Title: The Brotopian cycle : gender inequality in tech startups
Language: English
Authors: Chang, Won Jung 
Qualification level: Diploma
Advisor: Köszegi, Sabine Theresia 
Issue Date: 2018
Number of Pages: 120
Qualification level: Diploma
In the wake of the #MeToo era, gender equality has successfully gained a bigger space within the public discourse around the world. However, tech startups, supposedly one of the most innovative industries to lead our future, are still heavily male-dominated, with a study in 2017 revealing a meager 17% female ratio in Silicon Valley startups that have less than 100 employees (Bradshaw & Kwong 2017). This research aims to understand the underlying reasons for the gross underrepresentation of women in the tech startup industry and find practical solutions to improve the status quo. In the first part of the study, based on literature review, the ‘Brotopian Cycle is proposed as a framework to understand the vicious cycle. From the macro societal level (Media and Education) to the individual startup level (Recruitment and Retention), the vicious cycle continuously reinforces and recreates gender stereotypes that involuntarily but systematically filter qualified women out of the industry. The second part of the study focuses on practical methods to improve gender inequality in tech startups during Recruitment and Retention phases. Findings from a combination of theoretical and practical research through literature review and qualitative interviews suggest that factors such as the lack of management and leadership experience common in young tech startups create, reinforce, and/or neglect gender issues in the startup workplace. The research provides actionable recommendations for startups to follow in order to actively break the vicious cycle and point to possible areas for further research.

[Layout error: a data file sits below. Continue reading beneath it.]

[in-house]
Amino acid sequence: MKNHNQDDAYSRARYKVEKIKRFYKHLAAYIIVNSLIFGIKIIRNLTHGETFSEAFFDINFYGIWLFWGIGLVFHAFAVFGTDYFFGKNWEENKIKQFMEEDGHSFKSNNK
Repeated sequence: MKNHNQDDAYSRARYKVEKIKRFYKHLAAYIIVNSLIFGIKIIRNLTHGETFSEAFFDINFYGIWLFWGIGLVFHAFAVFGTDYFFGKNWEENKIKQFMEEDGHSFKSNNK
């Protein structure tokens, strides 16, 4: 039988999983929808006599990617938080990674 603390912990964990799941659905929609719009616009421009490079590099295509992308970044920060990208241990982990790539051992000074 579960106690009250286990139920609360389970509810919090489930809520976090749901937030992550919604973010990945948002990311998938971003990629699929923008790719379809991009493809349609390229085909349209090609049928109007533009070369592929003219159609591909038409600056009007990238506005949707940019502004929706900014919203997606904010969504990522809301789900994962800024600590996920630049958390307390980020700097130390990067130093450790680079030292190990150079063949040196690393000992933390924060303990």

Keywords: Startups; Technology; Entrepreneurship; Gender; Women; Diversity
Startups; Technology; Entrepreneurship; Gender; Women; Diversity
URI: https://resolver.obvsg.at/urn:nbn:at:at-ubtuw:1-114842
Library ID: AC15146258
Organisation: E017 - Continuing Education Center 
Publication Type: Thesis
Appears in Collections:Thesis

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